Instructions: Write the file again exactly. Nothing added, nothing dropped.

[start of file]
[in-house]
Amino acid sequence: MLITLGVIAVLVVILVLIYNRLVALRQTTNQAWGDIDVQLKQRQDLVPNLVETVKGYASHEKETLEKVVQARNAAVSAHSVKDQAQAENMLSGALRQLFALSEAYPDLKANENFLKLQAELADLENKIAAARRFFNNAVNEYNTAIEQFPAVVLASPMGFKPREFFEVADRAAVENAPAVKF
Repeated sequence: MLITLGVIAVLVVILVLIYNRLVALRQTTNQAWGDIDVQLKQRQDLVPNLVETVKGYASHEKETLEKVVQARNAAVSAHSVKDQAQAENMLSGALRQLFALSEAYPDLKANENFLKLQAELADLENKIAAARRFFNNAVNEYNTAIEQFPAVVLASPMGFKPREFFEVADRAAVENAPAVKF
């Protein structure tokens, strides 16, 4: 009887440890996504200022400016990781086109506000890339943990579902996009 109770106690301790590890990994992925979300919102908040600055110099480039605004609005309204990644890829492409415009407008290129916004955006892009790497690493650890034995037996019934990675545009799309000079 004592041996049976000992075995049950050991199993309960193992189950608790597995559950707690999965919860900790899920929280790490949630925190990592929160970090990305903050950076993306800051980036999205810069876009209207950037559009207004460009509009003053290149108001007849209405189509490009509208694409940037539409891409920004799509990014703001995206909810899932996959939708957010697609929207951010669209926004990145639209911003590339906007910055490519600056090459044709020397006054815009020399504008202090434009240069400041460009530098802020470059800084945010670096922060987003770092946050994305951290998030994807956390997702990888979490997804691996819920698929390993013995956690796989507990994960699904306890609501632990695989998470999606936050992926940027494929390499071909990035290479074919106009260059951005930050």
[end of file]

[in-house]
Amino acid sequence: MLITLGVIAVLVVILVLIYNRLVALRQTTNQAWGDIDVQLKQRQDLVPNLVETVKGYASHEKETLEKVVQARNAAVSAHSVKDQAQAENMLSGALRQLFALSEAYPDLKANENFLKLQAELADLENKIAAARRFFNNAVNEYNTAIEQFPAVVLASPMGFKPREFFEVADRAAVENAPAVKF
Repeated sequence: MLITLGVIAVLVVILVLIYNRLVALRQTTNQAWGDIDVQLKQRQDLVPNLVETVKGYASHEKETLEKVVQARNAAVSAHSVKDQAQAENMLSGALRQLFALSEAYPDLKANENFLKLQAELADLENKIAAARRFFNNAVNEYNTAIEQFPAVVLASPMGFKPREFFEVADRAAVENAPAVKF
């Protein structure tokens, strides 16, 4: 009887440890996504200022400016990781086109506000890339943990579902996009 109770106690301790590890990994992925979300919102908040600055110099480039605004609005309204990644890829492409415009407008290129916004955006892009790497690493650890034995037996019934990675545009799309000079 004592041996049976000992075995049950050991199993309960193992189950608790597995559950707690999965919860900790899920929280790490949630925190990592929160970090990305903050950076993306800051980036999205810069876009209207950037559009207004460009509009003053290149108001007849209405189509490009509208694409940037539409891409920004799509990014703001995206909810899932996959939708957010697609929207951010669209926004990145639209911003590339906007910055490519600056090459044709020397006054815009020399504008202090434009240069400041460009530098802020470059800084945010670096922060987003770092946050994305951290998030994807956390997702990888979490997804691996819920698929390993013995956690796989507990994960699904306890609501632990695989998470999606936050992926940027494929390499071909990035290479074919106009260059951005930050």